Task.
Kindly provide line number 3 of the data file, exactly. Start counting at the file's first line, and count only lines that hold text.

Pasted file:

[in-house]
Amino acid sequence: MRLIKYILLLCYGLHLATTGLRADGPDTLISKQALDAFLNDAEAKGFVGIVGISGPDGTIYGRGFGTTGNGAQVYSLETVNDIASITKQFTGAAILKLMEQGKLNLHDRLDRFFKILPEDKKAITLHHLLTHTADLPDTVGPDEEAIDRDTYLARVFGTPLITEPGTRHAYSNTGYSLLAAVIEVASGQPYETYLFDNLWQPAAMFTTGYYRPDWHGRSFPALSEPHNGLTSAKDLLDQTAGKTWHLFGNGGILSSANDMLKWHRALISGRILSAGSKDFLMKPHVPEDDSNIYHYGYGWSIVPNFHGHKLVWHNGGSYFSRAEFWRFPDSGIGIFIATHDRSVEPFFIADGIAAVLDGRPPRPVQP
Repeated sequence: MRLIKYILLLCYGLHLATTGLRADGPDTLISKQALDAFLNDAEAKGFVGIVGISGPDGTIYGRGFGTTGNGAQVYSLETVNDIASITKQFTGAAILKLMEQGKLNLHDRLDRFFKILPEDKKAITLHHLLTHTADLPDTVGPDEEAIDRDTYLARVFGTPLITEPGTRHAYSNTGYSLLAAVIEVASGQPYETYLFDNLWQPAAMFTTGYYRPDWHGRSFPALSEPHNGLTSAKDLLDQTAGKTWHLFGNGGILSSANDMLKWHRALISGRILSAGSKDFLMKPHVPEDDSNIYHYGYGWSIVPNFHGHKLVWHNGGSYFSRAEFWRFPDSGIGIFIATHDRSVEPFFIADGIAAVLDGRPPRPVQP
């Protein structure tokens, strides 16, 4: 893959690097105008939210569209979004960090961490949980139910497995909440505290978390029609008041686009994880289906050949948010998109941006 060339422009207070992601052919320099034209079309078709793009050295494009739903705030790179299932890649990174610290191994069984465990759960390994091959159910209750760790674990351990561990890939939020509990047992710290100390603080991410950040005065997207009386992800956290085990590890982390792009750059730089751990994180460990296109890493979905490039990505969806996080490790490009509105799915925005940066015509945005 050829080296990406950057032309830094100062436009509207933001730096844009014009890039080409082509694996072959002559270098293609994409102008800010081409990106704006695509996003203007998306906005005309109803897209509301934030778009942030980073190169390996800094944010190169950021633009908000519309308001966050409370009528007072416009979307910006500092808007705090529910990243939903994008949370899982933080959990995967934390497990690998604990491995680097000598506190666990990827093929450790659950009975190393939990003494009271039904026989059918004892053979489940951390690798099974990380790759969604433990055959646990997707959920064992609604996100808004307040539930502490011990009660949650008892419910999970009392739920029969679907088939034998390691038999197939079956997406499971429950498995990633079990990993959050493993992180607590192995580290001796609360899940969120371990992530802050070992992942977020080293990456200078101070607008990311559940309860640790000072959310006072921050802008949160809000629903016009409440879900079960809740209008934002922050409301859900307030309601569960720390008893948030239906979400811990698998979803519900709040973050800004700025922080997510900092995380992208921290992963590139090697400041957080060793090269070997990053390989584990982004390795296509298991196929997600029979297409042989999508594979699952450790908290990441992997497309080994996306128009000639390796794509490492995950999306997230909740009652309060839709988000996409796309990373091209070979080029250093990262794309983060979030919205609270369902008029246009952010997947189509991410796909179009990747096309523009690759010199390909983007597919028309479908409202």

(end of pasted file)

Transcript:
Repeated sequence: MRLIKYILLLCYGLHLATTGLRADGPDTLISKQALDAFLNDAEAKGFVGIVGISGPDGTIYGRGFGTTGNGAQVYSLETVNDIASITKQFTGAAILKLMEQGKLNLHDRLDRFFKILPEDKKAITLHHLLTHTADLPDTVGPDEEAIDRDTYLARVFGTPLITEPGTRHAYSNTGYSLLAAVIEVASGQPYETYLFDNLWQPAAMFTTGYYRPDWHGRSFPALSEPHNGLTSAKDLLDQTAGKTWHLFGNGGILSSANDMLKWHRALISGRILSAGSKDFLMKPHVPEDDSNIYHYGYGWSIVPNFHGHKLVWHNGGSYFSRAEFWRFPDSGIGIFIATHDRSVEPFFIADGIAAVLDGRPPRPVQP